the powerful Federation of Industries of S�o Paulo (FIESP) and the
      association of sugarcane producers who produce for the biofuel industry.

      On the table will be the negotiation of a long-term strategic agreement,
      for Brazil to supply the United States with ethanol in the next decades so
      it can carry out "a declaration of energy independence" according to
      Washington's plans. From the point of view of the White House, three
      objectives come into play: to reduce oil dependency, to open up investment
      in Brazil and the continent in a growing sector, and to restore the U.S.'s
      political power in the region.

      The idea is to modify the energy matrix without having to rely on the
      massive consumption of corn ethanol which could cause a run on the price of
      the grain. By using Brazilian ethanol that is 25% cheaper than the U.S.
      kind, the United States saves money, avoids a corn shortage or major price
      fluctuation, and in passing achieves more energy autonomy. But for the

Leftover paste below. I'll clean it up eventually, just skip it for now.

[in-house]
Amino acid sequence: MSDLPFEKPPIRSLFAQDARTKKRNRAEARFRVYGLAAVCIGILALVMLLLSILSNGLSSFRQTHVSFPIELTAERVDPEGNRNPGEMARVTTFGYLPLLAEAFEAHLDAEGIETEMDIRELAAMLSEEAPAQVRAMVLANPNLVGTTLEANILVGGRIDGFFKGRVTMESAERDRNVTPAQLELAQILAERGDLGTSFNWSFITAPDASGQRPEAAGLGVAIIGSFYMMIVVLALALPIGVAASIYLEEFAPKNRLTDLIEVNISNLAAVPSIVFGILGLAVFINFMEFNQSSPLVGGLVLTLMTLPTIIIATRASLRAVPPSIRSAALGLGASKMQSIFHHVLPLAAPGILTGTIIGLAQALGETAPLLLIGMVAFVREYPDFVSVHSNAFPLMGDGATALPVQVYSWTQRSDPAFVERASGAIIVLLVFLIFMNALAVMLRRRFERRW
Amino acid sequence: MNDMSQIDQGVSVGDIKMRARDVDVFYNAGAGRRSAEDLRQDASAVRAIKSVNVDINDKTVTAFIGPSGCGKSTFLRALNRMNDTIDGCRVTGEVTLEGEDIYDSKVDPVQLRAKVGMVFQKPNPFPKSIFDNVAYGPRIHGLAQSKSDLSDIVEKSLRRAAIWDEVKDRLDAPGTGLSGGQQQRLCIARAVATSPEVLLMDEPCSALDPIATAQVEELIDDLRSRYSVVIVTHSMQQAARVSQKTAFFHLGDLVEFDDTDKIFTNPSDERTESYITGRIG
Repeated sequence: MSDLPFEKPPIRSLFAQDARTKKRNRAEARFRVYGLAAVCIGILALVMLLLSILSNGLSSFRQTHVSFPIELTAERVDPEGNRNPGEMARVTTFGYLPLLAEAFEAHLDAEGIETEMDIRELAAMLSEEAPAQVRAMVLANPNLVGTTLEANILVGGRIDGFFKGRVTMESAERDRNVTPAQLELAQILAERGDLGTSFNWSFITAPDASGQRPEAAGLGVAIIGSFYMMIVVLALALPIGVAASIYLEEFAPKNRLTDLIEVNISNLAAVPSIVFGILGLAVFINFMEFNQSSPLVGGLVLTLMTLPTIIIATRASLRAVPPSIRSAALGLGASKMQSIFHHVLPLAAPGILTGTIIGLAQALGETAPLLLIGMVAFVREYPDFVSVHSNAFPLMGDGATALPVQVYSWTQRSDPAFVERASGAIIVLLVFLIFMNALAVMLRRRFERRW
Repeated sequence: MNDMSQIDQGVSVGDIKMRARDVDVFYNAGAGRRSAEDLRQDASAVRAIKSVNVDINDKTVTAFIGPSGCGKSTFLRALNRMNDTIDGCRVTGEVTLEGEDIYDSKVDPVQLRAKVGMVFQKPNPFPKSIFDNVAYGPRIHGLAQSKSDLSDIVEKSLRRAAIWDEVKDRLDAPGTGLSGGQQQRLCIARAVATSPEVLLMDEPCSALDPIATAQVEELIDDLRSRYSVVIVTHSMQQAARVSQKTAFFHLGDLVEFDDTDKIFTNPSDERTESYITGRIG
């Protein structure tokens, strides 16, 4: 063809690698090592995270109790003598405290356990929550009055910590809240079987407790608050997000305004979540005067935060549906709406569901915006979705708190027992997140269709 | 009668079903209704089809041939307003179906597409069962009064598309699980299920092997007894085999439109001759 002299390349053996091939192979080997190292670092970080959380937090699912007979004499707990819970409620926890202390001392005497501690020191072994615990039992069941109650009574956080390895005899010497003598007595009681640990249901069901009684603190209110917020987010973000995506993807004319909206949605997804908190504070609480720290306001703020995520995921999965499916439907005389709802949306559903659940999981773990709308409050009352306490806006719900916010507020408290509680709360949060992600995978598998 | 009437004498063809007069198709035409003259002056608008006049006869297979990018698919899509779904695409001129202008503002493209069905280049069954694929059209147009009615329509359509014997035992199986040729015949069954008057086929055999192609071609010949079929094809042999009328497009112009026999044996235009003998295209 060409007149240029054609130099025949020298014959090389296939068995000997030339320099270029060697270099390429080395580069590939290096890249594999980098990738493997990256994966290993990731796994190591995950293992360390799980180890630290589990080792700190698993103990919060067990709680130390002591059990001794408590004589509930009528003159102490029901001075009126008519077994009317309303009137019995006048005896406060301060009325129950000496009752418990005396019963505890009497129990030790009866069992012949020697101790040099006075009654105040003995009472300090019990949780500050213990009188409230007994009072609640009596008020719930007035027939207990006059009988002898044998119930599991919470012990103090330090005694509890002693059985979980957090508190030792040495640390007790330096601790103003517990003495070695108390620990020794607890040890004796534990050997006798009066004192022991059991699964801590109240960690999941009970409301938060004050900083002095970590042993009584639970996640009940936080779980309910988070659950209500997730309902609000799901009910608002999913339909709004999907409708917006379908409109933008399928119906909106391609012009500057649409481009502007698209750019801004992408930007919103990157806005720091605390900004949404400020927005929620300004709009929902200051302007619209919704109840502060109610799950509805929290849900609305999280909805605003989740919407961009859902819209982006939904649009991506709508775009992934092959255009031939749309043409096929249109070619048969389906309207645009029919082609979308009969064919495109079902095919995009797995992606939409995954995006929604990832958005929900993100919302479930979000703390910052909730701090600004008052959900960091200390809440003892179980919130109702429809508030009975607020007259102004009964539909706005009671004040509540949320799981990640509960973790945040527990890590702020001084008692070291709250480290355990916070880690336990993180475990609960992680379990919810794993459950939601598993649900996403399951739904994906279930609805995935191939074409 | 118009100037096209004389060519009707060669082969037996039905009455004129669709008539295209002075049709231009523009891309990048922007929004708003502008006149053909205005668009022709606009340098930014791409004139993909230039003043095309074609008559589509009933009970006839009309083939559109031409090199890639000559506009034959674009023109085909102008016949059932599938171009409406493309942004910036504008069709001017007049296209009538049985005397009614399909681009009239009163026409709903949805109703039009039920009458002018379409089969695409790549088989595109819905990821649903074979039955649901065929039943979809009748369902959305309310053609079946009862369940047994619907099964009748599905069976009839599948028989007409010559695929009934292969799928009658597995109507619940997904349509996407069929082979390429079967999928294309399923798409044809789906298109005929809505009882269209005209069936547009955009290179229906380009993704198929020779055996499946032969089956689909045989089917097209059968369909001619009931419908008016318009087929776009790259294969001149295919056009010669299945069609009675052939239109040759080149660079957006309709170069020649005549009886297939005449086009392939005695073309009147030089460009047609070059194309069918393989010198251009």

project to proceed as planned, land dedicated to ethanol production must be
      expanded considerably. That is one of the reasons for associating with
      Brazil, since that country has the whole Amazon region at its disposition.
      Moreover, the Untied States proposes expanding production in other
      countries of the region, with particular emphasis on the Caribbean and
      Central America.

      As the Mercosur News Agency has pointed out, the U.S. government wants to
      align the entire region with its plan "to supply biofuels, or raw
      materials" and therefore seeks to "assure the price of this alternative

      The choice of Brazil and Latin America as supply sources for ethanol has
      several advantages. A report of the Inter-American Development Bank claims
      that Brazilian ethanol is competitive if the price of oil per barrel is
      over US$40. The oil price must be over US$60 a barrel for U.S. ethanol to
      be competitive and US$80 in the case of European ethanol.6 Brazil is five
      times more efficient converting sugarcane into ethanol than U.S. companies
      that use corn as the prime material.

      While biofuels account for just 1% of world fuel consumption for
      transportation and the substitution of oil-based fuels is only 1.8% in the
      United States, in Brazil it reaches 20%. The IDB report cited above
      establishes that Latin America is one of the regions with the most
      potential to offer biofuels given its climatic advantages combined with low
      population density.